Los Cronocrímenes (2007)

Rating: B

Dir: Nacho Vigalondo
Star: Karra Elejalde, Bárbara Goenaga, Jon Iciarte, Candela Fernández
a.k.a. Time Crimes

Maybe there’s some kind of cultural filter going on here, but it seems like every Spanish thriller I’ve seen of late has been a pleasure to watch, mostly because of the meticulously-constructed and interesting script. This is another small gem: Hector (Elejalde) is enjoying a sprawl in a deck-chair at dusk, when he sees a women (Goenaga) undressing in the woods nearby. Going to investigate, he is stabbed in the arm by a man with a bandaged face, and flees to seek sanctuary in a nearby house. There, he meets a scientist (Iciarte) who tells him to hide inside a machine. When Hector comes out, it’s now broad daylight: the device actually sent him back in time about ninety minutes, as is proven when he sees himself sprawling in the deckchair outside his house. The scientist explains that he now needs to make sure his predecessor follows the same path in time, and gets into the machine, as otherwise, who knows what will happen? Of course, actually getting things to happen as they should, is quite another issue.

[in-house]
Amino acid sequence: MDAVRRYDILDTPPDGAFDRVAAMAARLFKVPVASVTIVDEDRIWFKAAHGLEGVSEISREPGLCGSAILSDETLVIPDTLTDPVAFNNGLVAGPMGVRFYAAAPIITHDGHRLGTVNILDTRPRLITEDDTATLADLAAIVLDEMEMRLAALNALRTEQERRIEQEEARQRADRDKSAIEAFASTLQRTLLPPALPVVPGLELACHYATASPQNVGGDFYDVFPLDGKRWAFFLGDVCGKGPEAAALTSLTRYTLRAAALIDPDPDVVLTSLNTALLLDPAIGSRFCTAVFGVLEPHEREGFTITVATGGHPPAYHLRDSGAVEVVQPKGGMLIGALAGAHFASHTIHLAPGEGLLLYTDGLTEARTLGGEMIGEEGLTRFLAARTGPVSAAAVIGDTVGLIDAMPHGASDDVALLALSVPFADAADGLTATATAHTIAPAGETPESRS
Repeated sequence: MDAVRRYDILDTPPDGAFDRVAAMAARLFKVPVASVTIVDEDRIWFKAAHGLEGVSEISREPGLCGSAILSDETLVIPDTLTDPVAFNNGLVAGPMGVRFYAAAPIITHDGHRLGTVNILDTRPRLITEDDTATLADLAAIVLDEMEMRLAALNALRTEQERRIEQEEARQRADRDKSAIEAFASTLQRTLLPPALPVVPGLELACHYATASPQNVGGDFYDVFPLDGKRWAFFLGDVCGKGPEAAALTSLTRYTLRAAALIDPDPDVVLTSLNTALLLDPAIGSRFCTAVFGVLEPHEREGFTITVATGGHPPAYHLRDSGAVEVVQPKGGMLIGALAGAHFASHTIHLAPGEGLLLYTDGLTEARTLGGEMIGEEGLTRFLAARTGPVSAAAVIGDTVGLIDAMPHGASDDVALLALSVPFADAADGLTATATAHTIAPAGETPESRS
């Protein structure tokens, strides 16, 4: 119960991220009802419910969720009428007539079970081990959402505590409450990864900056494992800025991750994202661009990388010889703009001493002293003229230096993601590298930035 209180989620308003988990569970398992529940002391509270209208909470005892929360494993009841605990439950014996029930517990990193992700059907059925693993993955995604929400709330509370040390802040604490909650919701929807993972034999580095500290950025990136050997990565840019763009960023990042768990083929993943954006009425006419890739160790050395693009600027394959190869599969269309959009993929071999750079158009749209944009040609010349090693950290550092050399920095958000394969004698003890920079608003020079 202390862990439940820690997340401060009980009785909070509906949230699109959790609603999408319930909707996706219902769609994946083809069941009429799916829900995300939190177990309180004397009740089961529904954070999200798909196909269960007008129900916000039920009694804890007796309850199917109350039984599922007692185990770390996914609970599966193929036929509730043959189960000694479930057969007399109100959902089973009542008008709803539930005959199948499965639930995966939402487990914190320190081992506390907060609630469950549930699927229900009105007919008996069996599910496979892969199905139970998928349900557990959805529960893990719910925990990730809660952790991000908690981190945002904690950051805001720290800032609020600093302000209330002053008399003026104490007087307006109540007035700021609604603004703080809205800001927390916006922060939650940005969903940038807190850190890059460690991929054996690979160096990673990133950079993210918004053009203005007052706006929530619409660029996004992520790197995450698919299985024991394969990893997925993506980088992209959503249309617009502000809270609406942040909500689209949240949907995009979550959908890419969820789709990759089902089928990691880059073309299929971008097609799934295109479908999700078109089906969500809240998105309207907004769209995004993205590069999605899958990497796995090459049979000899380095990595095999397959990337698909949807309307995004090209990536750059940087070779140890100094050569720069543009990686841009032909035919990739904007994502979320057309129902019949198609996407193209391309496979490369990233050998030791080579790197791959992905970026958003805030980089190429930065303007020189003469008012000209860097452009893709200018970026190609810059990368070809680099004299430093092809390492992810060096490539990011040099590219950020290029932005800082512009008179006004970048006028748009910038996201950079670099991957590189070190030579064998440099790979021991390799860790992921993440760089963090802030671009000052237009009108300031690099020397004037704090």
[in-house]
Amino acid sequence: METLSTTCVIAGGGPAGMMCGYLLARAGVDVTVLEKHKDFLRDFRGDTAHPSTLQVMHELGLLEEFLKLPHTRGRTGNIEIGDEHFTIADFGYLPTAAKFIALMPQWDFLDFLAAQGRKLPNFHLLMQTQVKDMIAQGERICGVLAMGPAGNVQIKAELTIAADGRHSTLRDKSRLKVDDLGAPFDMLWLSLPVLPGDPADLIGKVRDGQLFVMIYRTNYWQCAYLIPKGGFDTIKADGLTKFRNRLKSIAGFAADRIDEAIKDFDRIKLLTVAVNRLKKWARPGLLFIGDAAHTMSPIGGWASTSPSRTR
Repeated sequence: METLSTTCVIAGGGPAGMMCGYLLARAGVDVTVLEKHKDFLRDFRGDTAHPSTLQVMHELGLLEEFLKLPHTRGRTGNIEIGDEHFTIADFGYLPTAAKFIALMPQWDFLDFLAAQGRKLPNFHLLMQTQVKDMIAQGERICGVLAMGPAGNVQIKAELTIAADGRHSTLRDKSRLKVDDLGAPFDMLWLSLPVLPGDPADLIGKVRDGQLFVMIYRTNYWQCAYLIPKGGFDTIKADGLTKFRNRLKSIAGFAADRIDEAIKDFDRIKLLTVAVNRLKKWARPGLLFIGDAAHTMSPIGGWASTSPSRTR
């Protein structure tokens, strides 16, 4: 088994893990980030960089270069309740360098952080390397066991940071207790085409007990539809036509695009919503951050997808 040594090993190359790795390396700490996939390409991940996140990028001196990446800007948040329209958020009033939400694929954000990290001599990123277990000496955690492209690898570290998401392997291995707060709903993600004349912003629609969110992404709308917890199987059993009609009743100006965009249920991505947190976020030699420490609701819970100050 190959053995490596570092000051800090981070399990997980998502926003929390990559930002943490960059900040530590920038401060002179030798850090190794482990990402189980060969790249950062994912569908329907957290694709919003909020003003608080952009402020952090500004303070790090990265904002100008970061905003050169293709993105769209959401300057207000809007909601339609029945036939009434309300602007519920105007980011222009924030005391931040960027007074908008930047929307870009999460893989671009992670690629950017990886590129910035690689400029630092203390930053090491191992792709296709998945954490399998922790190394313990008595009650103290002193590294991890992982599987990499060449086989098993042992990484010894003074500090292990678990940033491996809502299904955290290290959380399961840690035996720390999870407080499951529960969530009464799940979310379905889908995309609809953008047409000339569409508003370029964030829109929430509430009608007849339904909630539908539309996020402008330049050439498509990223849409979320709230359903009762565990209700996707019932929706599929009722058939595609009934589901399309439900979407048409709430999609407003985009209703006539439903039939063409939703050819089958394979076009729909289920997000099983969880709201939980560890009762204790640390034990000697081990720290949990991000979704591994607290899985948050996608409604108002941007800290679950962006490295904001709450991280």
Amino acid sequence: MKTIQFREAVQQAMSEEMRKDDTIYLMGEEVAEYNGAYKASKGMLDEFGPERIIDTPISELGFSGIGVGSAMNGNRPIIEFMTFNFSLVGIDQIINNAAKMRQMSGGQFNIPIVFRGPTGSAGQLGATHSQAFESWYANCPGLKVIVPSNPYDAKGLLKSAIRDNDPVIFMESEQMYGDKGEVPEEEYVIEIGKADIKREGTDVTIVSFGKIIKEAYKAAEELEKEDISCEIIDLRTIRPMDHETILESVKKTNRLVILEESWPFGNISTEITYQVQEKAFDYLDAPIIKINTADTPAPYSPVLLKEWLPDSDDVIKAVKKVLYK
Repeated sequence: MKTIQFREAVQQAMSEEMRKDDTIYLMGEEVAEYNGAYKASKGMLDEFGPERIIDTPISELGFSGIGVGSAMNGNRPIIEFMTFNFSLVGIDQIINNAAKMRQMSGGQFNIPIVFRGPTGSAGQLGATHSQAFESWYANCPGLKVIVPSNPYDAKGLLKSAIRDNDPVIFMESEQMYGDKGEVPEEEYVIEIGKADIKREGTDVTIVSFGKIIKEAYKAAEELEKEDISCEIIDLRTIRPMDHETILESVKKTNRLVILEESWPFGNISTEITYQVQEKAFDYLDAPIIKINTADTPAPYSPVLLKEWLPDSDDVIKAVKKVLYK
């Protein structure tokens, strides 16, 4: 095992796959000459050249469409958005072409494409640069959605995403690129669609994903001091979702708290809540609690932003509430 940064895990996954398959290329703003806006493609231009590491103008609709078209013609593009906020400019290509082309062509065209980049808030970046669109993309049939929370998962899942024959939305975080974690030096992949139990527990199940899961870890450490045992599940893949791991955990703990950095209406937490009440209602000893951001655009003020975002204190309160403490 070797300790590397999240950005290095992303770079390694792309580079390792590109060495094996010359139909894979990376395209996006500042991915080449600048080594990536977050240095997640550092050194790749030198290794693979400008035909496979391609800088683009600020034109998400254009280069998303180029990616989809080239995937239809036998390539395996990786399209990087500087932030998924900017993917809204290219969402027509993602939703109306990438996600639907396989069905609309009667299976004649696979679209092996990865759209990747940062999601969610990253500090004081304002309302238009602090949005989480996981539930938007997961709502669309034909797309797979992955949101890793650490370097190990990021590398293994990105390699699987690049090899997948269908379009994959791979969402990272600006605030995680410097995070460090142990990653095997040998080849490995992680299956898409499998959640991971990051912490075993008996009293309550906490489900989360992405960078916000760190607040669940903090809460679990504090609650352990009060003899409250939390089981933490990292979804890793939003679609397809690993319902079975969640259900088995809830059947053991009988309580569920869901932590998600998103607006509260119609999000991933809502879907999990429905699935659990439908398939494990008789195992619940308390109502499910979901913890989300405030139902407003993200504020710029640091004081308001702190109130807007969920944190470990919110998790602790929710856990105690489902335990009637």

While far from the first film to use time-travel as a device to drive the plot forward, I enjoyed the way this embraced the idea of temporal paradox, rather than shuffling its feet nervously, and staring at the floor while mumbling something. A bit like Night of the Living Dead, the movie is completely unconcerned with the mechanics of the situation, the hows and the whys of time-travel, just in how a normal man would react to and cope with being dropped in an entirely abnormal situation, and Elejalde’s performance holds the film together well. The events, abnormal as they initially appear, have a well-grounded rationale behind them, and it’s a lot of fun to work out how things are unfolding as we go through events beyond the first time. If it perhaps careers somewhat out of control down the final stretch, the movie just manages to cling onto the rails, and concludes with a shot that is perhaps not so far from where it all started. A satifyingly-complex brain-teaser that kept us engaged the whole time.